This past week our listings saw an average of 1.6 showings each. Traffic is still slow but holding steady. Next week we’ll publish our E-newsletter with real estate stats from October. I couldn’t wait that long so I checked October sales and the current pending home sales count today. October sales are down over September and I expect that trend to continue because of the holidays. However, I would also expect pending sales to be slowing this time of year, yet at present they appear to be holding steady which is a good sign for December & January closings.
This week I thought I’d focus on some upcoming contract changes in North Carolina that will significantly impact the offer process when buying real estate next year and beyond. Beginning January 1, 2011 the NC Association of Realtors will be requiring us to use a new contract form that eliminates many of the conditions that we are used to. In the current contract, a buyer makes an offer and once the seller agrees and it becomes a contract, but there are still many conditions that must be satisfied before the deal is closed. For example, the buyer has to get financing, home inspections, an appraisal, and title work. Each of these items is a potential deal killer if buyer and seller can’t work through them and they can all happen sequentially creating one hurdle after another.
The new contract and offer process will eliminate all the individual contingencies. They will be replaced with a period of time called a ‘Due Diligence Period’ during which the buyer can investigate everything and anything he/she desires. It is during this time that the buyer might conduct inspections, appraisal, legal work, and attempt to obtain financing. Before the end of the due diligence period, the buyer can terminate the contract for any reason whatsover and be entitled to a refund of their earnest money deposit. However, once the due diligence period is over the buyer either consumates the deal or loses the earnest money.
This sounds great for the buyer, but it potentially sets the seller up for several weeks off the market and no sale. In order to make things fair, the buyer will have to pay the seller a “Due Diligence Fee” in exchange for the time to investigate the house. This fee is non-refundable (except if the seller breaches the contract). So if the buyer chooses to terminate the contract before the end of the due diligence period, the seller keeps the fee. If the buyer goes forward to closing, the due diligence fee is applied to the purchase price at closing.
The changes are a great improvement over the old way of doing things. Under the current process, there was always one hurdle after another and lots of ways for a buyer to get out of the contract and thus countless disagreements between the parties. The new process is simple. The buyer pays the seller for time lost on the market. At the end of the agreed time, the buyer decides to move forward or not. The seller keeps the due diligence fee either way.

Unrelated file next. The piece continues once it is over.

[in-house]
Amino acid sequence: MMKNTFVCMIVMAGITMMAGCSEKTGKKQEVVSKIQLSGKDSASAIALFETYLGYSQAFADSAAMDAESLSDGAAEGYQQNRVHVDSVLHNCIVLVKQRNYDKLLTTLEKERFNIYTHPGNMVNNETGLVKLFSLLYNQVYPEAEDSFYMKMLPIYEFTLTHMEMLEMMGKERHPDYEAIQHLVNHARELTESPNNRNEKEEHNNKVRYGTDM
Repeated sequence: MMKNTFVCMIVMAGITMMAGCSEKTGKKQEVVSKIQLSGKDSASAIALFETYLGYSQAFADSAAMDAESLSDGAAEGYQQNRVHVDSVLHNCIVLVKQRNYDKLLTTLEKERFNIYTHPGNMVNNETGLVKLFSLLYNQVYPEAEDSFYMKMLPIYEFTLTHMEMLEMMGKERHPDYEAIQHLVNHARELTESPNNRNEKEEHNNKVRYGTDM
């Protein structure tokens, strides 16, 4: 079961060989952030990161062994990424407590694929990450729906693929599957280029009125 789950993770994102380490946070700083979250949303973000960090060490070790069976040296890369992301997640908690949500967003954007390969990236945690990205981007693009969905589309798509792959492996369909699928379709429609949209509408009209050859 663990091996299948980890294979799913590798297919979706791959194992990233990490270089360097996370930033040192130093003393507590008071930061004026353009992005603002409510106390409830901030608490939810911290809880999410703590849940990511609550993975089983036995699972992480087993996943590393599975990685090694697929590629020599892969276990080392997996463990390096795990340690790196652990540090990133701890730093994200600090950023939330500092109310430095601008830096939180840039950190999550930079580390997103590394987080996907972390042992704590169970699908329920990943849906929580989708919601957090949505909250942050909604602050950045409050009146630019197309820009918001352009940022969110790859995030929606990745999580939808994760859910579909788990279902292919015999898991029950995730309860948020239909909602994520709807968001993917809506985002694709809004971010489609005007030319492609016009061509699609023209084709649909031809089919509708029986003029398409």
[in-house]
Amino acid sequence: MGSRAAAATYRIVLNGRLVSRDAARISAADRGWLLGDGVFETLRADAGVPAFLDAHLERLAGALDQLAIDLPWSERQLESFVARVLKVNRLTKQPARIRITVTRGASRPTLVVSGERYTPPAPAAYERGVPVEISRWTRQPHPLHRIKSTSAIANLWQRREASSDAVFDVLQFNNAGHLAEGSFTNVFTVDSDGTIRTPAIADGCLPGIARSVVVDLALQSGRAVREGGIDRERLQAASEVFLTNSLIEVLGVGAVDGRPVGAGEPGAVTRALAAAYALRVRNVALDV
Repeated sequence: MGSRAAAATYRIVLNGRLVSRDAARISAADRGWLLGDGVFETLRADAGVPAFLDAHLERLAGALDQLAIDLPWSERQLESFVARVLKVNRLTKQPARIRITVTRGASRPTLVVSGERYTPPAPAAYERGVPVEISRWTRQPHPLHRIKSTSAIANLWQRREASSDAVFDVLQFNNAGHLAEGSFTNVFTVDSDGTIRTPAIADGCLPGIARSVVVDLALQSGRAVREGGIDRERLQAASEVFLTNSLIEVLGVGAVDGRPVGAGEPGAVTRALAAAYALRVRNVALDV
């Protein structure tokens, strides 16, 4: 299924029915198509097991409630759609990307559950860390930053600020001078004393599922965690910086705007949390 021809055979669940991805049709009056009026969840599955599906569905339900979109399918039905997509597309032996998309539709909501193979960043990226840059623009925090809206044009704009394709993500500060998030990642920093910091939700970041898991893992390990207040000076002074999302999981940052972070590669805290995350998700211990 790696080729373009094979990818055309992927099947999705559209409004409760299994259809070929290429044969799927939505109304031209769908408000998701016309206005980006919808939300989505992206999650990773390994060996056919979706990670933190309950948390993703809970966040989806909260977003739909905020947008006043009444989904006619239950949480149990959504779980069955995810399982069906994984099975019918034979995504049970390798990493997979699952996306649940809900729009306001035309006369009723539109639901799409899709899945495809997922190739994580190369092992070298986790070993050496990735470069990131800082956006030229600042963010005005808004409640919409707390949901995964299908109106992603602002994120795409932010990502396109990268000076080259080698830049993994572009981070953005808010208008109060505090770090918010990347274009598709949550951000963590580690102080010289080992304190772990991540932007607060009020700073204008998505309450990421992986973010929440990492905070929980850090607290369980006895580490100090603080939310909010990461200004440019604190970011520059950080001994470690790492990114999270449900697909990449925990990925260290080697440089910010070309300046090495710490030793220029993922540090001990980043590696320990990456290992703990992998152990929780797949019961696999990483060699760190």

Sounds simple in theory. We won’t really know how well it works until several months into 2011 when the new process becomes tested. The Due Diligence Period and associated Due Diligence Fee will be negotiated between buyer and seller and the time and amounts are currently untested. It is my hunch that the first few months of next year will determine what becomes normal. But to be sure, both the buyer and the seller must agree on both so it is a fair process nonetheless.
The new contract process does change things slightly for me from a listing agent’s perspective. I am assuming that buyers are going to be a bit more hesitiant to write offers next year if they have to pony up the extra ‘Due Diligence Fee’ knowing that they will not get it back if they walk. This is good because it will weed out buyers who are not serious. But it might also make things more difficult for sellers who are already having a tough time finding a buyer.
Going forward, I am going to be recommending that all my sellers perform substantially more up front work prior to listing their home. This could include home & pest inspections, appraisal, title work, insurance reports and more. The idea is to provide buyers with as much information about the house as possible leaving as little out as possible. Buyers will probably still have such reports done independently but armed with the knowledge already prepared by the seller, they will be verifying what they already know instead of discovering it for themselves. Providing buyers with more information up front will give them more peace of mind, making it easier for them to submit offers with confidence.
I have always felt that the best way to get a home sold in the least amount of time and for the most money is to do as much as possible up front. A home that is carefully prepared for the market shows better and sells faster. With the new changes to the process in North Carolina, this motto becomes even more important.